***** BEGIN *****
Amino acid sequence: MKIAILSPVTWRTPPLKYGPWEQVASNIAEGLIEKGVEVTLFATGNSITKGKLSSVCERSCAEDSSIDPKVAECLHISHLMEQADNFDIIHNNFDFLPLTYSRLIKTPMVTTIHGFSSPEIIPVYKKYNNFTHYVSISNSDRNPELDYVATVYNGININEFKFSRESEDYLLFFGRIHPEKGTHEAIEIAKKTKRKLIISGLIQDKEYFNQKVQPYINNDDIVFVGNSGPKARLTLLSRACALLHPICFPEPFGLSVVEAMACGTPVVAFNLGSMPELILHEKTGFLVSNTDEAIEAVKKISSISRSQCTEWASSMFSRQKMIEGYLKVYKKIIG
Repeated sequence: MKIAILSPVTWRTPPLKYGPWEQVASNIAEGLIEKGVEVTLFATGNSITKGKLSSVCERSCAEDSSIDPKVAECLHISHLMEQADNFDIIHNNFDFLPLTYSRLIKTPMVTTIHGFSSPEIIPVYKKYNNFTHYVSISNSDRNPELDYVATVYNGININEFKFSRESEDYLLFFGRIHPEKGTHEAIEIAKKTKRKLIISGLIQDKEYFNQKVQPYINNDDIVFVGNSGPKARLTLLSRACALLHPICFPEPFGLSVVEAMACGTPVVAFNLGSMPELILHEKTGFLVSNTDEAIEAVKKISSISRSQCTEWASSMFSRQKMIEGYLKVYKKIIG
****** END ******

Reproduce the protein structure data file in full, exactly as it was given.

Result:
Amino acid sequence: MKIAILSPVTWRTPPLKYGPWEQVASNIAEGLIEKGVEVTLFATGNSITKGKLSSVCERSCAEDSSIDPKVAECLHISHLMEQADNFDIIHNNFDFLPLTYSRLIKTPMVTTIHGFSSPEIIPVYKKYNNFTHYVSISNSDRNPELDYVATVYNGININEFKFSRESEDYLLFFGRIHPEKGTHEAIEIAKKTKRKLIISGLIQDKEYFNQKVQPYINNDDIVFVGNSGPKARLTLLSRACALLHPICFPEPFGLSVVEAMACGTPVVAFNLGSMPELILHEKTGFLVSNTDEAIEAVKKISSISRSQCTEWASSMFSRQKMIEGYLKVYKKIIG
Repeated sequence: MKIAILSPVTWRTPPLKYGPWEQVASNIAEGLIEKGVEVTLFATGNSITKGKLSSVCERSCAEDSSIDPKVAECLHISHLMEQADNFDIIHNNFDFLPLTYSRLIKTPMVTTIHGFSSPEIIPVYKKYNNFTHYVSISNSDRNPELDYVATVYNGININEFKFSRESEDYLLFFGRIHPEKGTHEAIEIAKKTKRKLIISGLIQDKEYFNQKVQPYINNDDIVFVGNSGPKARLTLLSRACALLHPICFPEPFGLSVVEAMACGTPVVAFNLGSMPELILHEKTGFLVSNTDEAIEAVKKISSISRSQCTEWASSMFSRQKMIEGYLKVYKKIIG